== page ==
• Dahiyat C, Sarisky BI, Mayo S (1997) De-novo protein design: towards fully automated sequence selection. J Mol Biol 273(4):789–796 [PubMed]
  • DeLano WL (2002) The pymol molecular graphics system

  • Desjarlais JR, Handel TM (1999) Hydrophobic core design and structure prediction with backbone flexibility. J Mol Biol 189:305–318 [PubMed]

  • Doig AJ, Sternberg MJE (1995) Side-chain conformational entropy in protein folding. Protein Sci 4:2247–2251 [PubMed]

  • Dunbrack RL, Karplus M (1994) Conformational analysis of the backbone-dependent rotamer preferences of protein sidechains. Nat Struct Biol 1(5):334–340 [PubMed]

  • Haliloglu T, Seyrek E, Erman B (2008) Prediction of binding sites in receptor-ligand complexes with the gaussian network model. Phys Rev Lett 100(22):228102–228106 [PubMed]

  • Hansch C, Fujita T (1964) p-σ−π analysis. a method for the correlation of biological activity and chemical structurecomputational design of a biologically active enzyme. J Am Chem Soc 86:1616–1626

  • Hellinga HW, Richards FM (1994) Optimal sequence selection in proteins of known structure by simulated evolution. Proc Nat Acad Sci USA 91(13):5803–5807 [PubMed]

  • Huang C, Stultz A (2007) Conformational sampling with implicit solvent models: application to the phf6 peptide in tau protein. Biophys J 92:34–45 [PubMed]

  • Jaramillo A, Wodak SJ (2005) Computational protein design is a challenge for implicit solvation models. Biophys J 88(1):156–171 [PubMed]

  • Jaramillo A, Wernisch L, Hery S, Wodak S (2002) Folding free energy function selects native-like protein sequences in the core but not on the surface. Proc Nat Acad Sci USA 99(21):13554–13559 [PubMed]

  • Kuhlman B, Baker D (2000) Native protein sequences are close to optimal for their structures. Proc Natl Acad Sci USA 97(19):10383–10388 [PubMed]

  • Lazaridis T, Karplus M (1999) Effective energy function for proteins in solution. Proteins 35(3):133–152 [PubMed]

  • Lee MS, Salsbury FR, Brooks CL (2002) Novel generalized born methods. J Comp Chem 116:10606–10614

  • Lippow SM, Tidor B (2007) Progress in computational protein design. Current Opin Biotechnol 18(4):305–311 [PMC free article] [PubMed]

  • Looger LL, Dwyer MA, Smith JJ, Hellinga HW (2003) Computational design of receptor and sensor proteins with novel functions. Nature 423(6936):185–190 [PubMed]

  • Lopes A, Alexandrov A, Bathelt C, Archontis G, Simonson T (2007) Computational sidechain placement and protein mutagenesis with implicit solvent models. Proteins 67(4):853–867 [PubMed]

  • López de la Paz M, Serrano L (2004) Sequence determinants of amyloid fibril formation. Proc Natl Acad Sci USA 101(1):87–92 [PubMed]

  • Madden DR (1995) The 3-dimensional structure of peptide-mhc complexes. Annu Rev Immunol 13:587–622 [PubMed]

  • Madden DR, Garboczi DN, Wiley D (1993) The antigenic identity of peptide-mhc complexes: a comparison of the conformations of five viral peptides presented by hla-. Cell 75:693–708 [PubMed]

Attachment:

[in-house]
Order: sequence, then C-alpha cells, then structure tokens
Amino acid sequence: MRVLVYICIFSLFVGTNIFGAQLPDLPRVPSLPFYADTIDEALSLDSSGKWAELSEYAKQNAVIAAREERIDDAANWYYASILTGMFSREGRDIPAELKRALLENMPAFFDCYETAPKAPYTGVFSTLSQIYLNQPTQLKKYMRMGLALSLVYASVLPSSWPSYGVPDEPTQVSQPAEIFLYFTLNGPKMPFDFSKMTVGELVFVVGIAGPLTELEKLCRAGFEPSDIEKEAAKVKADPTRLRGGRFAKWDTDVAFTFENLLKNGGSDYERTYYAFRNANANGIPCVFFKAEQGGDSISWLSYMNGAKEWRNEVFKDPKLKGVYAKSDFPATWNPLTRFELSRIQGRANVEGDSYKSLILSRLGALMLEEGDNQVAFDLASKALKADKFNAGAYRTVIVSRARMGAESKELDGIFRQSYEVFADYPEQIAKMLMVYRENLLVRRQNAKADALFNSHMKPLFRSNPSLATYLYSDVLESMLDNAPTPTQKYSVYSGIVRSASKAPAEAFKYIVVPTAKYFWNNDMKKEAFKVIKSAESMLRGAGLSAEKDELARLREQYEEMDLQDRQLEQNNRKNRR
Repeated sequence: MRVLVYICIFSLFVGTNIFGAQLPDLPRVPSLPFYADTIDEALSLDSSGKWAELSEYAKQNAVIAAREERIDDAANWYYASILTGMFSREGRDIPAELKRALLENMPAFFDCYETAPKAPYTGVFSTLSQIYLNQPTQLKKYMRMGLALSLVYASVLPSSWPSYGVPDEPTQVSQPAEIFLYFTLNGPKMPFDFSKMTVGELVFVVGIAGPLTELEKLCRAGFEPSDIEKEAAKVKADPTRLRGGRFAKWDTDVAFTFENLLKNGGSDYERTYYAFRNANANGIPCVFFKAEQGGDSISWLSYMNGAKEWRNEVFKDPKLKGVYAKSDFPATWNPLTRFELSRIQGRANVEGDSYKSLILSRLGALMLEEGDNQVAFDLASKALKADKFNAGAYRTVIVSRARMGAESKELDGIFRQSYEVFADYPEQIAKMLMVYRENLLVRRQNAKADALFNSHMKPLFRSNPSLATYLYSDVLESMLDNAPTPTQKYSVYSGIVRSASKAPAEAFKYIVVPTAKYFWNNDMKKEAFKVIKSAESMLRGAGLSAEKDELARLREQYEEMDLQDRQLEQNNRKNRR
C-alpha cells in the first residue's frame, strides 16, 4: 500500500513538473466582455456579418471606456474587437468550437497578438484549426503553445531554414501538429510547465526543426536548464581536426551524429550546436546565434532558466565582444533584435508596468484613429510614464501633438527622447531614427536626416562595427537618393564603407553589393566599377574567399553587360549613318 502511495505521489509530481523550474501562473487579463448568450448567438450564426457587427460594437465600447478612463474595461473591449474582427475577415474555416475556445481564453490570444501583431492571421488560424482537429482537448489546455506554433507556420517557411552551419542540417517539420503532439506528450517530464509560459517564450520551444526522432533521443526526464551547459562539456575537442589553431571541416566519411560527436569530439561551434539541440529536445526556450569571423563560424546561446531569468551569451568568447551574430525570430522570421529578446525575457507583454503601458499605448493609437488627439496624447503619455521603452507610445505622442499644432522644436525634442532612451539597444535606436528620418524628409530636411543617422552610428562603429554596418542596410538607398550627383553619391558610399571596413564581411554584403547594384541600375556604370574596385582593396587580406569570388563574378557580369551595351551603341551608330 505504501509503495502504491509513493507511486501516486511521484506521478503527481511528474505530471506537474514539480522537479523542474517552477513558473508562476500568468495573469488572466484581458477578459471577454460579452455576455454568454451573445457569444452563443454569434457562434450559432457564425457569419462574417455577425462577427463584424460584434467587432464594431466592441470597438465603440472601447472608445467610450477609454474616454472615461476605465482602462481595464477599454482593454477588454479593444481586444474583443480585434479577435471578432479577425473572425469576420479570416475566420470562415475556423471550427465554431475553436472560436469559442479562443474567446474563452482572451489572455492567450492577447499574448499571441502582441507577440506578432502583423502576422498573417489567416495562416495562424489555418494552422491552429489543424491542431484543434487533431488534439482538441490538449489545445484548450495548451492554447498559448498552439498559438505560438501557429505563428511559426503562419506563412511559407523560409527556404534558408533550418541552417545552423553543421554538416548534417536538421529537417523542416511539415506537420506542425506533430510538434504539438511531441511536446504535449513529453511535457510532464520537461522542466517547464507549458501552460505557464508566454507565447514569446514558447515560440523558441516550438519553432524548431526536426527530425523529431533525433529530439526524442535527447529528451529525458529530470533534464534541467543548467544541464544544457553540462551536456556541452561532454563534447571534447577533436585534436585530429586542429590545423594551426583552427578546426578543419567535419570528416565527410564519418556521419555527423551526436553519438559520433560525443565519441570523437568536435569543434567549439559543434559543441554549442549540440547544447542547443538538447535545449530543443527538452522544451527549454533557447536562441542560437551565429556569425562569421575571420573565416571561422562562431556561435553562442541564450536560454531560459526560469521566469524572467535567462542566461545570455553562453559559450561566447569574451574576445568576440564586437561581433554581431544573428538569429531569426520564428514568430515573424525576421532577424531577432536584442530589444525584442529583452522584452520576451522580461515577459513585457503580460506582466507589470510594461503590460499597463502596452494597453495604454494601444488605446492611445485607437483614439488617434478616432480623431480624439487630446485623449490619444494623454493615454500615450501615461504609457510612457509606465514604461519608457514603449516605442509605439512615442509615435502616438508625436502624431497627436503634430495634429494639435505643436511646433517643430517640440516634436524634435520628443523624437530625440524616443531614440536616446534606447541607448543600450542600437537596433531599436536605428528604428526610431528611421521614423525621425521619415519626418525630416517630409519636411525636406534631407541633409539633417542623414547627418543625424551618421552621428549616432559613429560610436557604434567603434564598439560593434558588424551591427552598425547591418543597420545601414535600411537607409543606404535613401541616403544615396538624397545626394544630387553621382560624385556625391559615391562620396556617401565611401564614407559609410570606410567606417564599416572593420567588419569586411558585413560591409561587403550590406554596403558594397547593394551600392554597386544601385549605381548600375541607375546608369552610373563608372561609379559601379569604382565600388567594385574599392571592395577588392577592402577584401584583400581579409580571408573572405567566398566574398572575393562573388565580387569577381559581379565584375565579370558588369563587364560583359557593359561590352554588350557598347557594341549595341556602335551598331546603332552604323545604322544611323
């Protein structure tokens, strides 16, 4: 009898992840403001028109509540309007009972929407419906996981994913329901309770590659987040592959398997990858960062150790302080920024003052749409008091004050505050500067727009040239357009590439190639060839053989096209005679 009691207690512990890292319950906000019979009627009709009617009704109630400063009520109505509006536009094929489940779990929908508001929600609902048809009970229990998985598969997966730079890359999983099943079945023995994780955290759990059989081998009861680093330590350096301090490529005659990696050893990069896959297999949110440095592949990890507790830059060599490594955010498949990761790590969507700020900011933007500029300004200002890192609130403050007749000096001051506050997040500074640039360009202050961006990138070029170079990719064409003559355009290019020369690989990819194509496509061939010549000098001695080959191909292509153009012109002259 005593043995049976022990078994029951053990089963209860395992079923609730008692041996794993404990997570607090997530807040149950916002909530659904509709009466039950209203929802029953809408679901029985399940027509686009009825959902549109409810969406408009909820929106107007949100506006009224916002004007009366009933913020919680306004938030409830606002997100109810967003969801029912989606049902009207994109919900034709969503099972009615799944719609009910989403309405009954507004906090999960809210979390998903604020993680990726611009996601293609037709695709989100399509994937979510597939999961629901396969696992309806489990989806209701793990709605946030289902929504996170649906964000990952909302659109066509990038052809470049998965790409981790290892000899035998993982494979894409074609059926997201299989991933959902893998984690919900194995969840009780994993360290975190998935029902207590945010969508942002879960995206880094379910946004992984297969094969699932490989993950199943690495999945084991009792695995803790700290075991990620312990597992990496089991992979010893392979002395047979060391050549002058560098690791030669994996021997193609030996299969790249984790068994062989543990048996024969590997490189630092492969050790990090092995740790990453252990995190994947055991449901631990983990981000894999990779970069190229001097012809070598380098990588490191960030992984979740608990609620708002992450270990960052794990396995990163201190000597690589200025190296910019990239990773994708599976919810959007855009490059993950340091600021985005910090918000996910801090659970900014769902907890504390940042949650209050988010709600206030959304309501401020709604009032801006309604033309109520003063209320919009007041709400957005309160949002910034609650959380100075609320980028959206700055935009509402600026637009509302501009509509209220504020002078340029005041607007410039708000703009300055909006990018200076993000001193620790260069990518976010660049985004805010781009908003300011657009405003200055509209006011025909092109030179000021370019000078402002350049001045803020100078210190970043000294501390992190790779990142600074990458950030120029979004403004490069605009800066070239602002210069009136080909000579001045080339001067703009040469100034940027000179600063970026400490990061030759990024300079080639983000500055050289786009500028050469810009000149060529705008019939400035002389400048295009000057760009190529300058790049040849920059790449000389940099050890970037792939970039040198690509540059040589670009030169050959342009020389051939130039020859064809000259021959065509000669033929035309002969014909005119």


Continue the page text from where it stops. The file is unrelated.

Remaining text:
• Ogata K, Jaramillo A, Cohen W, Briand J-P, Connan F, Choppin J, Muller S, Wodak SJ (2002) Automatic sequence design of mhc class-i binding peptides impairing cd8+ t cell recognition. J Biol Chem 278(2):1281–1290 [PubMed]

  • Ooi T, Oobatake M, Nemethy G, Scheraga H (1987) Accesible surface areas as a measure of the thermodynamics parameters of hydration of peptides. Proc Natl Acad Sci USA 84:3086–3090 [PubMed]

  • Röthlisberger D, Khersonsky O, Wollacott AM, Jiang L, Dechancie J, Betker J, Gallaher JL, Althoff EA, Zanghellini A, Dym O, Albeck S, Houk KN, Tawfik DS, Baker D (2008) Kemp elimination catalysts by computational enzyme design. Nature 453:190–195 [PubMed]
  • Schleif R (2006) Analysis of protein structure and function: a Beginner’s guide to CHARMM.

  • Selz KA, Samoylova TI, Samoylov AM, Vodyanoy VI, Mandell AJ (2007) Designing allosteric peptide ligands targeting a globular protein. Biopolymers 85(1):38–59 [PubMed]

  • Sood V, Baker D (2006) Recapitulation and design of protein binding peptide structures and sequences. J Mol Biol 357:917–927 [PubMed]

  • Su A, Mayo SL (1997) Coupling backbone flexibility and amino acid sequence selection in protein design. Protein Sci 6:1701–1707 [PubMed]

  • Sunhwan J, Taehoon K, Vidyashankara GI, Wonpil I (2008) CHARMM-GUI: a web-based graphical user interface for CHARMM. J Comput Chem 29(11):1859–1865 [PubMed]

  • Tuffery P, Etchebest C, Hazout S, Lavery R (1991) A new approach to the rapid determination of sidechains. J Biomol Struct Dyn 8:1267–1289 [PubMed]

  • Wernisch L, Hery S, Wodak S (2000) Automatic protein design with all atom force-fields by exact and heuristic optimization. J Mol Biol 301(3):713–736 [PubMed]

Articles from Systems and Synthetic Biology are provided here courtesy of Springer Science+Business Media B.V.